Apr 20 2020

Chat for reflection and inquiry

Published by at 6:55 pm under Uncategorized

The coronavirus is offering more opportunities to facilitate online meetings and therefore reflect on how I use chat to bring people together and help them connect more deeply.

I have a little chat structure that I’m using again and again, with variations. It involves a series of chat prompts, where everyone is instructed to reflect on a question, write a response, NOT hit enter till everyone else is done, and then hit enter simultaneously. I give people a moment of silence to scan what the group has written. Then I ask one person to pick out a few of the posts and read them out loud. Sometimes a discussion ensues.

Before a meeting I prepare a set of questions in a text editor that I can quickly copy paste into the chat. Having the questions written down like that provides a fence between sections of the chat and helps people see the question that they are responding to. I find it’s best to start with a simple and straightforward question first and gradually move on to more consequential ones that set the stage for the work the group may be engaged in.

Easy warm up question: location, weather, etc.

More substantive question: like "How are you feeling right now?"

More challening question: like What is the big issue we are tackling?

Of course having the enhanced chat transcript to share afterwards is a bridge to future interactions and collaborations. I use tic marks (single quotes) so that the Google Spreadsheet that I use to set up the HTML table won’t throw an error because an initial equal sign usually indicates the start a formula. Multi-line chat entries always need a bit of extra attention to get them in the right column.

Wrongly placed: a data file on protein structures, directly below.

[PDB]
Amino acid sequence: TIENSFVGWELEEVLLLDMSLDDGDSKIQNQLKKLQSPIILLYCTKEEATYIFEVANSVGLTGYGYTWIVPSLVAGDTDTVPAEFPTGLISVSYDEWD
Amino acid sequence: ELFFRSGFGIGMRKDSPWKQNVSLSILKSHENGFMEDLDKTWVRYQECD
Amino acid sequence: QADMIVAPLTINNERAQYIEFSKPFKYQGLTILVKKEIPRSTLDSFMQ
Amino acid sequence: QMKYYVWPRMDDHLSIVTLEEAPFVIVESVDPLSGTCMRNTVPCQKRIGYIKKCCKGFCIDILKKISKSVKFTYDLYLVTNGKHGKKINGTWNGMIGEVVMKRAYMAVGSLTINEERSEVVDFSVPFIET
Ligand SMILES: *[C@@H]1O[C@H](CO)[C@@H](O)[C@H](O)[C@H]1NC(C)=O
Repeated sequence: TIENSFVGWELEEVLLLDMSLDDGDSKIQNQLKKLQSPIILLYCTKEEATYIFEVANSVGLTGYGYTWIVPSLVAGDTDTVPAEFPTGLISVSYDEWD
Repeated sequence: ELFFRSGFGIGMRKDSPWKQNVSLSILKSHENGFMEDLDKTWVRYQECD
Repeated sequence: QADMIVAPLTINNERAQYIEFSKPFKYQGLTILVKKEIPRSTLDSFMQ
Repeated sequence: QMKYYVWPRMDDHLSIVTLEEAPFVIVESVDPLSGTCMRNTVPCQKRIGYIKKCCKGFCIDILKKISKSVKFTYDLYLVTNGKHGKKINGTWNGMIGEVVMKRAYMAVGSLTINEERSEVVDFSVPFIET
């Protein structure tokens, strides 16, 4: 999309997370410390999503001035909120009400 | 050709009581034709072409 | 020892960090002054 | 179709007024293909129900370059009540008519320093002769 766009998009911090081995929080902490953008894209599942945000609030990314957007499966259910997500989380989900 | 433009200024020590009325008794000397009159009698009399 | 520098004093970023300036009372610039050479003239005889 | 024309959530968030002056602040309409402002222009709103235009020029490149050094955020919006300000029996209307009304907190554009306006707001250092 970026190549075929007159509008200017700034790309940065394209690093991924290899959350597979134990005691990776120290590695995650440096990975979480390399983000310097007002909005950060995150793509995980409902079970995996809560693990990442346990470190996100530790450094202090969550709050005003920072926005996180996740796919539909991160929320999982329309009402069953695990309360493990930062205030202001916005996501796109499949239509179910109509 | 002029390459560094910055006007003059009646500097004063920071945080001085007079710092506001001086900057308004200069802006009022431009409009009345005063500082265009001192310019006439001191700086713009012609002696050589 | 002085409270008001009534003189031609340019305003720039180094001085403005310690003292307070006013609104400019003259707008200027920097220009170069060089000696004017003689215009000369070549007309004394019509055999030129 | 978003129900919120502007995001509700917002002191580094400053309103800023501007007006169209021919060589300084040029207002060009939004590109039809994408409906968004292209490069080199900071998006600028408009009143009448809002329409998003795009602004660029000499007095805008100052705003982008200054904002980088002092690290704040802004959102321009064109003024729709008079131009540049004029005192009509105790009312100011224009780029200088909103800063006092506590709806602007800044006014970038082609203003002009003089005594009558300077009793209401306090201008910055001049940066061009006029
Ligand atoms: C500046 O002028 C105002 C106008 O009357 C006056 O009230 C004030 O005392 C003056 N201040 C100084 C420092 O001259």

All of this effort and protocol is because I think that:

  • This way of using chat allows a group to “see itself” all at once, and the conversation can address individual (or diverging) views and widely held ones at once.
  • Chat records people’s “verbatim” thinking – in their own words, with the terms they use to think.
  • Chat is scannable – much faster than having people fumble to find the mute/unmute button.
  • I think the people are able to get the gist from written statements in other languages better than they can listening to another language.
  • And, finally, you can use a Wordle afterwards! (Like the following one that represents the words on a wikipedia page about Chat.)

Of course I usually can’t help myself, so I often take public notes right in the chat during a conversation — with appropriate fences between sections so that the structure of the conversation is visible.

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